Norwegian banks stepping up efforts against illegal gambling according to Lottstift

Lottstift demands Norwegian banks step up vigilance of gambling transactions

The Norwegian Gambling Authority, Lottstift, has highlighted the importance of the country’s banking sector in countering ‘illegal gambling’ offerings.

According to a recent survey from the regulator, ‘more and more banks’ are making contact with customers using illegal services, earmarking Betsson and Kindred Group’s Unibet sportsbook brand as examples of such operators.

Banks and financial services providers have a ‘duty’ to discover whether customers’ money is going to and from an unlicensed operator, Lottstift asserted in a recent statement.

Silje Sægrov Amble, Lottstift Lawyer, said: “This means that the bank can be the first place gambling problems come to light. Then you can also prevent people from going for several years without telling anyone about the problem.

“Our experience is that customers change their playing patterns when the banks see them and inform them. Either they stop playing altogether or they stick to legal gambling sites under public control.”

A survey conducted by Sentio, commissioned by Lottstift, supported its statement that banks have stepped up their game when detecting unlicensed operator activities.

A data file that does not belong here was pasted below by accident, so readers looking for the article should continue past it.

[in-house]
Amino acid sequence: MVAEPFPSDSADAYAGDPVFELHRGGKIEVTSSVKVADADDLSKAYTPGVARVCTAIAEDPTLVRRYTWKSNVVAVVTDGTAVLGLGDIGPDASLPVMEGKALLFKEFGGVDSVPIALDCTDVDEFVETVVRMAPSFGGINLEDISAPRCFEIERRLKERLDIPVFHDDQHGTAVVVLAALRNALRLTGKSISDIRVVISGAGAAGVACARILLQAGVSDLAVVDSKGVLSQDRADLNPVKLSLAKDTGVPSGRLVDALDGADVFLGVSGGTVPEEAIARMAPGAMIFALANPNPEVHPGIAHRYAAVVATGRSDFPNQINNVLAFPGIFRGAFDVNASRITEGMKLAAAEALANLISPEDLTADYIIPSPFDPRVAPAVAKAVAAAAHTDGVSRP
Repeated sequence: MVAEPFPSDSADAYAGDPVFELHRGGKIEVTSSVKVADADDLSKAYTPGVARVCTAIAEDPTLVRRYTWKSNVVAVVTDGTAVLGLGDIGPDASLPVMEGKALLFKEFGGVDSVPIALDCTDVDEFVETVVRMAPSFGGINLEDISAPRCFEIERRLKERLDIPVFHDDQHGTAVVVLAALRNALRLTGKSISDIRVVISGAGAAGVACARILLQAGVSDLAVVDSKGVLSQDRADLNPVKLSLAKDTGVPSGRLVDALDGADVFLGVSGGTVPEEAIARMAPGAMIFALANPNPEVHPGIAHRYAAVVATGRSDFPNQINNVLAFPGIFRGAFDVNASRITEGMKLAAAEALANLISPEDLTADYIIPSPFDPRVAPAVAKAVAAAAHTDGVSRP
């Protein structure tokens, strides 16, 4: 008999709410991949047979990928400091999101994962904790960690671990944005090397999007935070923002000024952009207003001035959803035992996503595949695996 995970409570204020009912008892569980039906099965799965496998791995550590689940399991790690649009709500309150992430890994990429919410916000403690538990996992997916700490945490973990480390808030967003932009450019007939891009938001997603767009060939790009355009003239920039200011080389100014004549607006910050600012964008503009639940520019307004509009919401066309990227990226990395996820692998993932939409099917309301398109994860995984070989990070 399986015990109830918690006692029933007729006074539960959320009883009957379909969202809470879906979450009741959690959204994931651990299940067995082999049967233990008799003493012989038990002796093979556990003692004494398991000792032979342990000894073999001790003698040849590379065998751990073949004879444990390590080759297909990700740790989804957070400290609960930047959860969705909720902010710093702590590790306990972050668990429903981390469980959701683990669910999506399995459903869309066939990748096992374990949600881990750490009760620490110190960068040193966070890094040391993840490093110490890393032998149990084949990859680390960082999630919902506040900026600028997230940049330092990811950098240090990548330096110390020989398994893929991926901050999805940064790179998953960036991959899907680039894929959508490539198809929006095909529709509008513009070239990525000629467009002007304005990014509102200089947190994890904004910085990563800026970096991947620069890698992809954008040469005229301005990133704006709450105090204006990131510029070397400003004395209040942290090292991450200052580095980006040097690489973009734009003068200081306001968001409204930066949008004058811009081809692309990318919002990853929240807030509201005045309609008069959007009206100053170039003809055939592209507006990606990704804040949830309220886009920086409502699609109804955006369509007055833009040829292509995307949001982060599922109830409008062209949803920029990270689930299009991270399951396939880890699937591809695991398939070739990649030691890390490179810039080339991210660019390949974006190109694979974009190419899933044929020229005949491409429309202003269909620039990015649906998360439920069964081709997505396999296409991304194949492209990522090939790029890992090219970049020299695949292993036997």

The study found that eight out of 10 Norwegian banks have implemented customer-contact processes when transactions to and from illegal companies are detected, up from six out of 10 in 2020.

Additionally, banks are also placing a heavier emphasis on customer education around problem gambling threats – seven out of 10 now ‘inform about any consequences for the customer’.

On the other hand, the regulator still identified some areas for improvement in this area, pointing out that just one in four banks has information about gambling problems on their websites available to view.

Additionally, two out of three stated that gambling problems are ‘rarely or occasionally’ a topic when engaging in meetings with customers around loans.

“We believe that problem gambling should become part of the compulsory training in the bank, and we are happy to help with information.” Amble continued. 

“Problems with gambling are a public health problem, and the banks can contribute to helping people who have these problems.”

Last year saw Norway’s gambling authorities embark on a strict campaign against unlicensed operators and other firms deemed to be violating laws.

Notably, Kindred’s Trannel subsidiary has been facing ‘daily coercive fines’ of NOK 1.2m (€120,000) if it does not cease Norwegian activity, although the group has resisted and is ‘confident’ that the penalties cannot be opposed outside Norway.

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